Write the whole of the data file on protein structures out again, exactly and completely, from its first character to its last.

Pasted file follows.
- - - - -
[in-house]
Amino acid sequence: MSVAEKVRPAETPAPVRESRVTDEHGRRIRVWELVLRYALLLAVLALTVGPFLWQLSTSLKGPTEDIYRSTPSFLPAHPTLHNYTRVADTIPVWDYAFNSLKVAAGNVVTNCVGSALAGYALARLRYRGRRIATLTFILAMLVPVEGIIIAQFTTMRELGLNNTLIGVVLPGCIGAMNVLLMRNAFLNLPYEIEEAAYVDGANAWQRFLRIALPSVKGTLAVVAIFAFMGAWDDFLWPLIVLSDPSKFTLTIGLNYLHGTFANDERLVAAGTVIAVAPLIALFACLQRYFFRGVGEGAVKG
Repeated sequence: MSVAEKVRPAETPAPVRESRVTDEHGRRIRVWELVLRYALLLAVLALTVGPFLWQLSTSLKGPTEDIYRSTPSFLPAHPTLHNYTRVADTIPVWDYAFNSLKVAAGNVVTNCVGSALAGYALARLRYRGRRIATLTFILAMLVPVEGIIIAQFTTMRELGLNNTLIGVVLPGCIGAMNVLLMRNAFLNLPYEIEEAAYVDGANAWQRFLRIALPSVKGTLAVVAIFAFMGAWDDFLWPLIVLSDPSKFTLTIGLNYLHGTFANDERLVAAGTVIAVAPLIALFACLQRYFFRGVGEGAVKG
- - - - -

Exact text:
[in-house]
Amino acid sequence: MSVAEKVRPAETPAPVRESRVTDEHGRRIRVWELVLRYALLLAVLALTVGPFLWQLSTSLKGPTEDIYRSTPSFLPAHPTLHNYTRVADTIPVWDYAFNSLKVAAGNVVTNCVGSALAGYALARLRYRGRRIATLTFILAMLVPVEGIIIAQFTTMRELGLNNTLIGVVLPGCIGAMNVLLMRNAFLNLPYEIEEAAYVDGANAWQRFLRIALPSVKGTLAVVAIFAFMGAWDDFLWPLIVLSDPSKFTLTIGLNYLHGTFANDERLVAAGTVIAVAPLIALFACLQRYFFRGVGEGAVKG
Repeated sequence: MSVAEKVRPAETPAPVRESRVTDEHGRRIRVWELVLRYALLLAVLALTVGPFLWQLSTSLKGPTEDIYRSTPSFLPAHPTLHNYTRVADTIPVWDYAFNSLKVAAGNVVTNCVGSALAGYALARLRYRGRRIATLTFILAMLVPVEGIIIAQFTTMRELGLNNTLIGVVLPGCIGAMNVLLMRNAFLNLPYEIEEAAYVDGANAWQRFLRIALPSVKGTLAVVAIFAFMGAWDDFLWPLIVLSDPSKFTLTIGLNYLHGTFANDERLVAAGTVIAVAPLIALFACLQRYFFRGVGEGAVKG